Based on the clinical and imaging findings, the diagnosis of Paget's disease was made. Discussion Osteitis deformans or Paget's disease is a noninflammatory condition affecting one or more bones, named after Sir James Paget, an English surgeon who described the clinical course of the disorder in his classic paper published in 1877 (4). The overall prevalence of PD is 3% in the European population. The highest incidence is amongst those of English descent (1). It is rare

From: 1. Dept of Radiology AZ Sint-Maarten, Duffel-Mechelen, 2. Dept of Radiology University Hospital Antwerp, 3. Dept of Neurosurgery AZ Sint-Maarten, DuffelMechelen, Belgium. Address for correspondence: Dr F .M. Vanhoenacker, M.D., Ph.D., Department of Radiology, University Hospital Antwerp, Wilrijkstraat 10, B-2650 Edegem, Belgium. E-mail: [email protected]

PAGET'S DISEASE WITH VANISHING BONE PATTERN AND SPINAL FUSION -- VANHOENACKER et al

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Fig. 2. -- A: Conventional radiography of the pelvis revealing spinal fusion (L3-S1) and indistinct margins of the sacroiliac joint due to ankylosis. B: Conventional radiography of the right hip demonstrating cortical thickening, coarse trabeculae and bony expansion, consistent with Paget's disease.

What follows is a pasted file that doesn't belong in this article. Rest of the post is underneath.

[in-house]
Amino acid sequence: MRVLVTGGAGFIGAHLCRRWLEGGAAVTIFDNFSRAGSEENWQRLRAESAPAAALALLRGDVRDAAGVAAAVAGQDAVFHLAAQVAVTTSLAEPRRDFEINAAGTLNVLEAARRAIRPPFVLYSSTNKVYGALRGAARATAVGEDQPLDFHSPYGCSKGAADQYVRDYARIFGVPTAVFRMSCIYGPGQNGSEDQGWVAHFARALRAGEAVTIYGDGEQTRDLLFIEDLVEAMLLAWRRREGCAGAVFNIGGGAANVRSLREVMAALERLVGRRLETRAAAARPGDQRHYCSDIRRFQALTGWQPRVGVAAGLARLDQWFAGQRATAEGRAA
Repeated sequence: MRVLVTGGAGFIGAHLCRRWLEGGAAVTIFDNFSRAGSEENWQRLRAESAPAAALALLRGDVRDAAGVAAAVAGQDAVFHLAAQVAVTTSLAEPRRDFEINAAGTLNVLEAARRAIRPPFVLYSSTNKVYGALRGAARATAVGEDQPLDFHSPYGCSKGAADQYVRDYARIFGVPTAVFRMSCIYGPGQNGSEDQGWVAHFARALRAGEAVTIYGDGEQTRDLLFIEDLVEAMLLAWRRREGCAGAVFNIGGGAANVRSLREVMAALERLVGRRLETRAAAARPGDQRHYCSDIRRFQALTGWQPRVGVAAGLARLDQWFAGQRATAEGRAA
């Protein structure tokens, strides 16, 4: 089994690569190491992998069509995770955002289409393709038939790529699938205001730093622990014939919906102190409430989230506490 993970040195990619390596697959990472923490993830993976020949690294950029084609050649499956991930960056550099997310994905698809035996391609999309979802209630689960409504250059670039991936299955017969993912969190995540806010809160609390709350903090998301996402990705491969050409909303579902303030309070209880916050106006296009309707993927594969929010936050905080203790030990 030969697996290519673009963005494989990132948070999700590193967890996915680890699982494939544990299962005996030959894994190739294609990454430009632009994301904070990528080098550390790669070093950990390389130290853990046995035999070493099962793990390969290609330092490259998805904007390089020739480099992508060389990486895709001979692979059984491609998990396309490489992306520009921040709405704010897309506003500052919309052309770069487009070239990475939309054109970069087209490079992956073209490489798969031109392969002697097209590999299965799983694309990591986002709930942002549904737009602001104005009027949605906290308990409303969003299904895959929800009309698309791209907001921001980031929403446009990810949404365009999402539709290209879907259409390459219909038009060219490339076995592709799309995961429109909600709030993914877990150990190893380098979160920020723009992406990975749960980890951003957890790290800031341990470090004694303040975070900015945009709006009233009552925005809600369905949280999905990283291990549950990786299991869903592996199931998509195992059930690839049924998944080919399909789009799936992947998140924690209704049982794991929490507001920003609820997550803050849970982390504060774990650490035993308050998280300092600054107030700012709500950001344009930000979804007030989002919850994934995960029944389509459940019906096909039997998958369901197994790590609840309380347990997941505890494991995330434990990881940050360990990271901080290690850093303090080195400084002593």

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Fig. 3. -- A: Sagittal T2 HASTE image of the lower lumbar spine. B: Axial HASTE image of the sacroiliac joints. Marked expansion of the lower lumbar vertebrae with fatty bone marrow replacement within the vertebrae and sacrum. Note continuity of the medullary and cortical bone across the sacroiliac joints, indicating ankylosis of the sacroiliac joints. T1-weighted images also showed fatty marrow replacement (not shown because of degradation of image quality due to patient motion).

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among those of Asian and black African descent. Although the disease can affect any age group, including infants (juvenile Paget's or infantile hyperphoshatasemia), more than 90% of patients are older than 40 years of age (1). Recent data suggest a reduction of the overall prevalence and severity of the disease (5). The etiology of PD is still a matter of debate. Both genetic (6) and non-

genetic factors have been implicated in the pathogenesis of the disease. Potential nongenetic factors include environmental factors such as childhood diet, physical activity, oral bacteria, viruses, zoonotic infections and occupational exposures (5). PD has characteristic radiological and histological features which vary, depending on the stage of the progression of the disorder. The disease passes through an active phase which may be subdivided into osteolytic, mixed and osteoblastic stages and an inactive phase (3). PD is polyostotic in 66% of cases. In other patients, the disease is